The next section and concluding part will be published tomorrow. This is valuable work formulating future policies and positions for discussion in an Independent Scotland. Written by Isobel Lindsay.
Select Category Convention Events Newsletter Referendum UK politics Uncategorized
TRANSITIONS PAPER – SCOTLAND’S SECURITY
Scotland must be guided by a clear and realistic assessment of the security challenges it might face as an independent state. This is not only important in choosing the basic structures and the resources required to address risks, it is also essential to have clarity on this for the process of negotiations with the rest of the UK (rUK) – England, Wales and Northern Ireland. Decisions about hardware, real estate, workforce/personnel capacity and cooperation could leave us with completely inappropriate resources for our needs if we are not strongly focused. We need to avoid being trapped in “inheritance”. We do not want a damaging and expensive disjuncture between inherited infrastructure and personnel from the UK and the security needs and objectives appropriate for the next few decades in an independent Scotland.
The UK Security Context
The UK recognizes, in theory, that a security risk assessment should be the framework for resource priorities and defence services. But the last five-year UK Strategic Defence and Security Review in 2015 produced a risk assessment which does not appear closely-aligned with the pattern of UK Defence planning and expenditure. The six main suggested threats in the Security Review were:
- Increasing threat of terrorism, extremism and instability.
- The resurgence of state-based threats and intensifying wider state competition.
- The attack on the rules-based international order, making it harder to build consensus or tackle global threats.
- The importance of technology, especially cyber-threats.
- The ongoing growth of serious organized crime (costing the UK at least 37 billion pounds a year).
- Diseases and natural hazards (climate change, floods and fires).
Two of these (terrorism and organized crime) are clearly policing responsibilities. One is a public health/economic policy area (diseases and natural hazards). One is a technological and security service problem (cyber-threats). And one is a core diplomacy/soft power task (coalition and consensus building). Even the “intensifying wider state competition” appears to have a stronger economic dimension than a traditional military aspect. You cannot have more of everything. This illustrates very clearly what a security strategy should do – help governments decide whether it is better to spend more on police than on the army, more on aircraft or on diplomacy and foreign aid, more on submarines or on cyber security expertise. Aircraft carriers, nuclear weapons, fast jets and tanks all seem rather marginal, if not superfluous, to the perceived security threats. This is in the context of the UK with its strong aspirations to have an independent global role.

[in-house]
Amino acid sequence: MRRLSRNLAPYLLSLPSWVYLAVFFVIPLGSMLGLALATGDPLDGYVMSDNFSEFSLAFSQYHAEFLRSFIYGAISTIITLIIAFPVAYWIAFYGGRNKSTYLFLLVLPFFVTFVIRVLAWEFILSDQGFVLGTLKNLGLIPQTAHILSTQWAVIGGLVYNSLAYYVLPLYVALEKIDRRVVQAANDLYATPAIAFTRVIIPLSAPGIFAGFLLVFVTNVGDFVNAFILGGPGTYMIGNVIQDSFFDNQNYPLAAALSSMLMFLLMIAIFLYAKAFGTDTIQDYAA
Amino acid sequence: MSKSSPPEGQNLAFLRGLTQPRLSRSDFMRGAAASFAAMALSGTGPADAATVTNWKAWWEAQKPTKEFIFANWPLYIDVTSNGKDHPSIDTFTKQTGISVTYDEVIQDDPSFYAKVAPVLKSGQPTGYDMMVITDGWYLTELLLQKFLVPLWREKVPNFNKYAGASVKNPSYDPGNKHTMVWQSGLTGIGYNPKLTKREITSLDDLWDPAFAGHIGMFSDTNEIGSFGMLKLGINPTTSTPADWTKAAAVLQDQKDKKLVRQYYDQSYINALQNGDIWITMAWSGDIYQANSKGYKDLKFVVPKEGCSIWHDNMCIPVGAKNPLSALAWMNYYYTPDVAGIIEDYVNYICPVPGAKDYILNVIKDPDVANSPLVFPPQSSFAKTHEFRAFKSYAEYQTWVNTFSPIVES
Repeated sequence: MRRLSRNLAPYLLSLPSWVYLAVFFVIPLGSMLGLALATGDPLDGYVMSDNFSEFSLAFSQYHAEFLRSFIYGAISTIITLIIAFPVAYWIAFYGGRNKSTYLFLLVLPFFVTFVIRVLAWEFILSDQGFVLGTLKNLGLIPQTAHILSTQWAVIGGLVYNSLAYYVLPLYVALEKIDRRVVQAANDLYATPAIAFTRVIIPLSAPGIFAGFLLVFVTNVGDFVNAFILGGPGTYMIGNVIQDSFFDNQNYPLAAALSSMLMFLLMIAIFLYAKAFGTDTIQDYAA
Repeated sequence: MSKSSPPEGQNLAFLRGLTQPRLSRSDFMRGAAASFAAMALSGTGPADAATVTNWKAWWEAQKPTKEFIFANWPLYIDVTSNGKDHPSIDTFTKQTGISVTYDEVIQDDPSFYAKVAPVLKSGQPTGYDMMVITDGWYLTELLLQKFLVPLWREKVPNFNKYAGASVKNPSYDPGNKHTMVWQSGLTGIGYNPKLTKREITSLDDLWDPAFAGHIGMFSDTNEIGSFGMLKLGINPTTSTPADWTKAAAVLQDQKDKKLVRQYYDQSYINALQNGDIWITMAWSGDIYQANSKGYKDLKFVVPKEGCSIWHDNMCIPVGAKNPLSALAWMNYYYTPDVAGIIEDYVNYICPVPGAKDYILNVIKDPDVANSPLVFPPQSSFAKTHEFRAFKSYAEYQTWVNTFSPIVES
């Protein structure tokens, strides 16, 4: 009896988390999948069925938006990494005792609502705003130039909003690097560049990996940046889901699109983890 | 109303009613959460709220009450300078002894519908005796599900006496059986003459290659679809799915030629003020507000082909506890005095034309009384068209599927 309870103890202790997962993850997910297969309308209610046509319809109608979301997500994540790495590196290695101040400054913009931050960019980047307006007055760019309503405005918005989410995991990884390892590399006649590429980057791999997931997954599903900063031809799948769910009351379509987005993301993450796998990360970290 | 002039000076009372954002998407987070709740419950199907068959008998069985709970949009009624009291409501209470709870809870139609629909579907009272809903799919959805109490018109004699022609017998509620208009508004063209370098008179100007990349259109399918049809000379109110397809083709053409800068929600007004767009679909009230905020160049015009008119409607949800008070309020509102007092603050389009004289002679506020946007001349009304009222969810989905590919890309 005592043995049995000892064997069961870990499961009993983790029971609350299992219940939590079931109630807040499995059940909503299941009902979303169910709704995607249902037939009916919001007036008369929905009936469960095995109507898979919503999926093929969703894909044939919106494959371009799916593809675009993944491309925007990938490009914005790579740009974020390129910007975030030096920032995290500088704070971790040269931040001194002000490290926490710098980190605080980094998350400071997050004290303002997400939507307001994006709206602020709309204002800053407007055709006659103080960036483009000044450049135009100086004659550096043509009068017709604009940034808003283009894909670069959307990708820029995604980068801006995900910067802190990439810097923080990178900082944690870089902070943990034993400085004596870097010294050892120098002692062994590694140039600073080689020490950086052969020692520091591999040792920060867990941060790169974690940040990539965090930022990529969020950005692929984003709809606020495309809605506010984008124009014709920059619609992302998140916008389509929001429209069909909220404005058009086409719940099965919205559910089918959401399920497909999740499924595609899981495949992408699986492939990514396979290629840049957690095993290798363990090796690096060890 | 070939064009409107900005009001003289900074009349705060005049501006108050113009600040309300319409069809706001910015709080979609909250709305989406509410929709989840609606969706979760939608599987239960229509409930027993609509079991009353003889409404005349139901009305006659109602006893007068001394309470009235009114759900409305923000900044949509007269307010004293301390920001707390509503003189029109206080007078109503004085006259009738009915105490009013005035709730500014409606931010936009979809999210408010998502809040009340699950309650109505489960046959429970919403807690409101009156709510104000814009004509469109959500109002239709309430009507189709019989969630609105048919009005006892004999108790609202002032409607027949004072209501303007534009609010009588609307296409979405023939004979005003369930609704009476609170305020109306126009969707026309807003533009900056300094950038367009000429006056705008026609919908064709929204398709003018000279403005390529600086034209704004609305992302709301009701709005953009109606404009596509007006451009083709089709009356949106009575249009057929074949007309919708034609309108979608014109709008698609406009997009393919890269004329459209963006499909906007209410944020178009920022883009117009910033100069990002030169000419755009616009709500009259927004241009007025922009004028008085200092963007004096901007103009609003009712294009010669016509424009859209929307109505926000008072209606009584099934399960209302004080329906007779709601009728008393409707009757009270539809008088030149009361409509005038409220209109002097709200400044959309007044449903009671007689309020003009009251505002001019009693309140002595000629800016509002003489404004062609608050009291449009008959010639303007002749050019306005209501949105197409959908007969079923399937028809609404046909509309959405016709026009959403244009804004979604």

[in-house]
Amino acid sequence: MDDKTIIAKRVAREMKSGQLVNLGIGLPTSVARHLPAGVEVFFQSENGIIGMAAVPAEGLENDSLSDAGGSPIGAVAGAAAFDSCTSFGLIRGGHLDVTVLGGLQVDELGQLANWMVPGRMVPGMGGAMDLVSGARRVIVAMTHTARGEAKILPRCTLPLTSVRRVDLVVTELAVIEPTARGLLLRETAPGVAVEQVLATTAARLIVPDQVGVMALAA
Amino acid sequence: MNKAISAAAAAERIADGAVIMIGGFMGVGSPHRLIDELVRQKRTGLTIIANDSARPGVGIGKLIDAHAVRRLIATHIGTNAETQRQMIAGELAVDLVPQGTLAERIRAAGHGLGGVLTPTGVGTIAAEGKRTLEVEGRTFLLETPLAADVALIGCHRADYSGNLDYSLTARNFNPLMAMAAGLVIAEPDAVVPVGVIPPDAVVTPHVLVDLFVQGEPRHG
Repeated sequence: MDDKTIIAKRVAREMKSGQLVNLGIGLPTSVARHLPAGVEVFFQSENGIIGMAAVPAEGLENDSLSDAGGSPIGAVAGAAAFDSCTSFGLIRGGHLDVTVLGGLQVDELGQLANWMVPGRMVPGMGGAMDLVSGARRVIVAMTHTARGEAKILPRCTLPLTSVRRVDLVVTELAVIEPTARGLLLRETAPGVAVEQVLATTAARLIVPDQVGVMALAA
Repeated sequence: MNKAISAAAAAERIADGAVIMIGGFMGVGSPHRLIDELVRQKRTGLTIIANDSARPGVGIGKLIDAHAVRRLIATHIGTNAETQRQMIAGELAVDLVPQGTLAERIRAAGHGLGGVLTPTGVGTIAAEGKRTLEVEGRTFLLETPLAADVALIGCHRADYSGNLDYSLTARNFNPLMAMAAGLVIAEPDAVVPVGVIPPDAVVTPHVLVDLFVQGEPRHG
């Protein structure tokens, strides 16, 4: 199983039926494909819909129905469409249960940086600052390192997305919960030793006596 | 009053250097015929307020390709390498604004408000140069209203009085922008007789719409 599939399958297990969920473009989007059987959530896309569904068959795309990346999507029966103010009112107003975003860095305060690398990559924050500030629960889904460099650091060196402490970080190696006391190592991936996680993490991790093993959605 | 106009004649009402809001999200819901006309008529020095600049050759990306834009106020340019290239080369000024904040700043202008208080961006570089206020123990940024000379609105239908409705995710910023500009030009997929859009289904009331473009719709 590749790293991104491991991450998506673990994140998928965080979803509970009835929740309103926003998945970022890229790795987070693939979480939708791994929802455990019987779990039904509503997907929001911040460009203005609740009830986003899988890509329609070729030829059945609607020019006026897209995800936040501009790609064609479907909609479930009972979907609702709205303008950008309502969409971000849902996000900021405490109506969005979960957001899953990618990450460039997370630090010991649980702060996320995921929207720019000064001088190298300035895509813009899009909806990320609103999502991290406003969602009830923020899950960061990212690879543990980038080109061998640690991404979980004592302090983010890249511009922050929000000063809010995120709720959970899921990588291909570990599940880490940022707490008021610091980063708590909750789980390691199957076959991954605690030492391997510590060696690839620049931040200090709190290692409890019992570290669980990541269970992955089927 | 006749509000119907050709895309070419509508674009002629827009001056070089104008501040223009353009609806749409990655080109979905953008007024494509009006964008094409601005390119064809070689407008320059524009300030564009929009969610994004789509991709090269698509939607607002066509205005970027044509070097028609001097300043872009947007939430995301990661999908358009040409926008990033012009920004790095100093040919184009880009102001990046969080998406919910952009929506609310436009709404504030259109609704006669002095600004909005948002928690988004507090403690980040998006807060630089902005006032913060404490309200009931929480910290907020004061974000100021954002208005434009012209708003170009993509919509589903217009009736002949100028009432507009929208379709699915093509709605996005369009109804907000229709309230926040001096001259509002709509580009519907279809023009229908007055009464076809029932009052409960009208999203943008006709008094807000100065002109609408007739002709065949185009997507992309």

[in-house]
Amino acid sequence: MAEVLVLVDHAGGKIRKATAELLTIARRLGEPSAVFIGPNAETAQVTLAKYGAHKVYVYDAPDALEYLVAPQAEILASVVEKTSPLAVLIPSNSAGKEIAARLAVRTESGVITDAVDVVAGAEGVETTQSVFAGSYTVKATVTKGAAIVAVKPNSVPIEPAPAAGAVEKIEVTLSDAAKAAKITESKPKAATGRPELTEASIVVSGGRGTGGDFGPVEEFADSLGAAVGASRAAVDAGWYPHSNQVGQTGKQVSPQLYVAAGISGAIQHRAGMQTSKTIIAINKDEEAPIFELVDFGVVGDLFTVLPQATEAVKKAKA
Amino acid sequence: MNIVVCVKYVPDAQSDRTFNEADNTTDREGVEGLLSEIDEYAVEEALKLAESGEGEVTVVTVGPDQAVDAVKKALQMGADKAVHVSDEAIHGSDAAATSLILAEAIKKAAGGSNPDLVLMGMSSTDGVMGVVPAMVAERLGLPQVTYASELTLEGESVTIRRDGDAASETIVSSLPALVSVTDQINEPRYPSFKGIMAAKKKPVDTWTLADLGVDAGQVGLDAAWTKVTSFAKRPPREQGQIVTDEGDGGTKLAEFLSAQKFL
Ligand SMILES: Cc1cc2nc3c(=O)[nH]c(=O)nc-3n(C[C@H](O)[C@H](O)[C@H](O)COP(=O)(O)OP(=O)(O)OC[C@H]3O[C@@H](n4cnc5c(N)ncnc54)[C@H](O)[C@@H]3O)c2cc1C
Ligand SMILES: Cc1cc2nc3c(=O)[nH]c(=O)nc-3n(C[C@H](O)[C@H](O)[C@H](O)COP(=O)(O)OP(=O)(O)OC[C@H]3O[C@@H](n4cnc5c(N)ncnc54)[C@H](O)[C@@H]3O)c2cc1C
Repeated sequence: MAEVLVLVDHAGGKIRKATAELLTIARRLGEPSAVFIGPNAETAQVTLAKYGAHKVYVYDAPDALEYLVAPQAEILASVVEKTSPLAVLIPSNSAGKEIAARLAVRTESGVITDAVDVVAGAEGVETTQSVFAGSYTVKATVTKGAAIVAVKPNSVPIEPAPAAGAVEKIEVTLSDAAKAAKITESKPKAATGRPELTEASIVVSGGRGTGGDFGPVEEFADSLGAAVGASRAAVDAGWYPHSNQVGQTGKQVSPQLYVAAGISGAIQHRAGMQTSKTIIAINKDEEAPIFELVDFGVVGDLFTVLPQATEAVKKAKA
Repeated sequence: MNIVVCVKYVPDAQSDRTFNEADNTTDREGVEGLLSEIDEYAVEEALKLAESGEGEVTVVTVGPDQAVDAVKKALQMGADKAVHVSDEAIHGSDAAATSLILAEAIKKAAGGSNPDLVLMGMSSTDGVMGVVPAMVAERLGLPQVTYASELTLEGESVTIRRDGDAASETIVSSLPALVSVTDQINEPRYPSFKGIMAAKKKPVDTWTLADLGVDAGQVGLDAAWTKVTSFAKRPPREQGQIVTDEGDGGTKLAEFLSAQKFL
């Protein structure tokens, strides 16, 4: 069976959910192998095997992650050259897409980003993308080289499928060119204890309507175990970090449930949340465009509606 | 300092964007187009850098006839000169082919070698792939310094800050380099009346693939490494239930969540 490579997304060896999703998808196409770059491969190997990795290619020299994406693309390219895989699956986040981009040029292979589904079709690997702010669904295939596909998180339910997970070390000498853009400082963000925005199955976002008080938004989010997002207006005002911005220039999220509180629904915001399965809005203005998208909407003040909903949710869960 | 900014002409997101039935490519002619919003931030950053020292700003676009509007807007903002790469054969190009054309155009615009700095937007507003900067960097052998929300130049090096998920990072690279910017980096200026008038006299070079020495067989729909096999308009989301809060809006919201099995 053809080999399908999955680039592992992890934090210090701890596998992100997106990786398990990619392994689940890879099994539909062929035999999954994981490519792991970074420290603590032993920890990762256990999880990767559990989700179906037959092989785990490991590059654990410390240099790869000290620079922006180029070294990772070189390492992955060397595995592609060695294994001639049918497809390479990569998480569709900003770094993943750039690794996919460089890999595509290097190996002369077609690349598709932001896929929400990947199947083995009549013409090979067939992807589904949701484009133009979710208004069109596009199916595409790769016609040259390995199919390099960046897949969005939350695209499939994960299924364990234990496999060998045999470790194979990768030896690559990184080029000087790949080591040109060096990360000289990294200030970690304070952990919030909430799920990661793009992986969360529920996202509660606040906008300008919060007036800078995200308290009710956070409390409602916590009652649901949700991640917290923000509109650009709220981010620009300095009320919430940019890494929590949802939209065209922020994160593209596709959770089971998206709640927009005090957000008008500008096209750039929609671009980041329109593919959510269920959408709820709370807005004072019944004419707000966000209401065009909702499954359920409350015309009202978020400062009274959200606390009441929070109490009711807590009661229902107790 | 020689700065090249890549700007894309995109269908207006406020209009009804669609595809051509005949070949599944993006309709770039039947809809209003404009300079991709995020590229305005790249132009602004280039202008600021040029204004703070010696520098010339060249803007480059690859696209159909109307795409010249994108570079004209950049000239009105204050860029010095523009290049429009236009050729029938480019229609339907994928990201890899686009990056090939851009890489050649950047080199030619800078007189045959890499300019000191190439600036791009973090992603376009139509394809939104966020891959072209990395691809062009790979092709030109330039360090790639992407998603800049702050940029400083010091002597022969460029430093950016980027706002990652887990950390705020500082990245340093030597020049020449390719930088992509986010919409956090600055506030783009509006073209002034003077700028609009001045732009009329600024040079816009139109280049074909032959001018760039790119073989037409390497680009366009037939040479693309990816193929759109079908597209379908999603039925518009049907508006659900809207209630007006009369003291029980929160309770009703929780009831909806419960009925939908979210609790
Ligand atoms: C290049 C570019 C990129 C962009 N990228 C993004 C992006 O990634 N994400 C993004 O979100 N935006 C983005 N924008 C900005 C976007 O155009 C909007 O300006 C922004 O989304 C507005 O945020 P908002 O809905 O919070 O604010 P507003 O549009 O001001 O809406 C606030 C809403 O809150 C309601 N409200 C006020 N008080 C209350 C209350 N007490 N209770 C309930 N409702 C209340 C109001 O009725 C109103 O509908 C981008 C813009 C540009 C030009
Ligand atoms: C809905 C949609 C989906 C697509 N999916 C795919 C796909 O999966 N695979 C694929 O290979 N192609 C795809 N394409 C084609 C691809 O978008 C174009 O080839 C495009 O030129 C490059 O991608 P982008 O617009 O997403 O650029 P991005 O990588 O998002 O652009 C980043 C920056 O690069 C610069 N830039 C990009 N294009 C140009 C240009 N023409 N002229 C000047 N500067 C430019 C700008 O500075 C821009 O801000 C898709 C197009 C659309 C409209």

Perceived UK security threats and UK defence priorities do not appear to be a close fit. UK defence policy and procurement continues to be almost entirely configured not only for expeditionary warfare but to furnish an auxiliary capability in another state’s expeditionary wars. For almost two decades these interventions have been destabilising and ultimately unsuccessful in their stated aims. This expeditionary global role at the tail-end of empire is largely illusory. The UK’s nuclear capacity is entirely dependent on the US. Britain can make the warheads but the US supplies and services the delivery system and in doing so keeps control over targeting. The overseas interventionist role also depends on the US and in NATO the UK is very much within the close US sphere of influence.
Even a decade ago some US thinking was emphasising the change in threats. The head of the CIA forecast (in 2011) that “The next Pearl Harbour that we confront could well be cyber-attack that cripples our power stations, our grid, our security systems, our financial systems, our government systems”.1
The UK Government’s new Integrated Review of Security, Defence, Development and Foreign Policy initiated a request for submission of views in August 2020,2 with the stated goal to “set the long-term strategic aims of our international policy and national security”. The “key trends and drivers of change over the next decade” they suggested are:
- Intensified great power competition, shift in economic power towards Asia, decline in G7s share of international GDP.